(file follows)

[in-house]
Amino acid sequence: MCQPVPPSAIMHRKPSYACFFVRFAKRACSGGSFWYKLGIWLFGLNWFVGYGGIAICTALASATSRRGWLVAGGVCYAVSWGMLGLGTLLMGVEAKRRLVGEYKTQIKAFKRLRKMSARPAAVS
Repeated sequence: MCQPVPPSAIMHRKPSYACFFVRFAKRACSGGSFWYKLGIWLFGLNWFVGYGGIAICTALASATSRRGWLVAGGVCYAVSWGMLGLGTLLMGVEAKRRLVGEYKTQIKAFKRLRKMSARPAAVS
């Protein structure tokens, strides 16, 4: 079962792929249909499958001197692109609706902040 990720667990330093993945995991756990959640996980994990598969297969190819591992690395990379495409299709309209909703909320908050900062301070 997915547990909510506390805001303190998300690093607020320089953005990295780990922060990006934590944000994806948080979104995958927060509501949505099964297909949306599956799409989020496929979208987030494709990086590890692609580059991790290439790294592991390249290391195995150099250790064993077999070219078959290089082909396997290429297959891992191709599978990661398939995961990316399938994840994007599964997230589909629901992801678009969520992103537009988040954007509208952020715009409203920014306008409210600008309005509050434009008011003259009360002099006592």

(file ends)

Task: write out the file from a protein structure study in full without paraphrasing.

[in-house]
Amino acid sequence: MCQPVPPSAIMHRKPSYACFFVRFAKRACSGGSFWYKLGIWLFGLNWFVGYGGIAICTALASATSRRGWLVAGGVCYAVSWGMLGLGTLLMGVEAKRRLVGEYKTQIKAFKRLRKMSARPAAVS
Repeated sequence: MCQPVPPSAIMHRKPSYACFFVRFAKRACSGGSFWYKLGIWLFGLNWFVGYGGIAICTALASATSRRGWLVAGGVCYAVSWGMLGLGTLLMGVEAKRRLVGEYKTQIKAFKRLRKMSARPAAVS
């Protein structure tokens, strides 16, 4: 079962792929249909499958001197692109609706902040 990720667990330093993945995991756990959640996980994990598969297969190819591992690395990379495409299709309209909703909320908050900062301070 997915547990909510506390805001303190998300690093607020320089953005990295780990922060990006934590944000994806948080979104995958927060509501949505099964297909949306599956799409989020496929979208987030494709990086590890692609580059991790290439790294592991390249290391195995150099250790064993077999070219078959290089082909396997290429297959891992191709599978990661398939995961990316399938994840994007599964997230589909629901992801678009969520992103537009988040954007509208952020715009409203920014306008409210600008309005509050434009008011003259009360002099006592």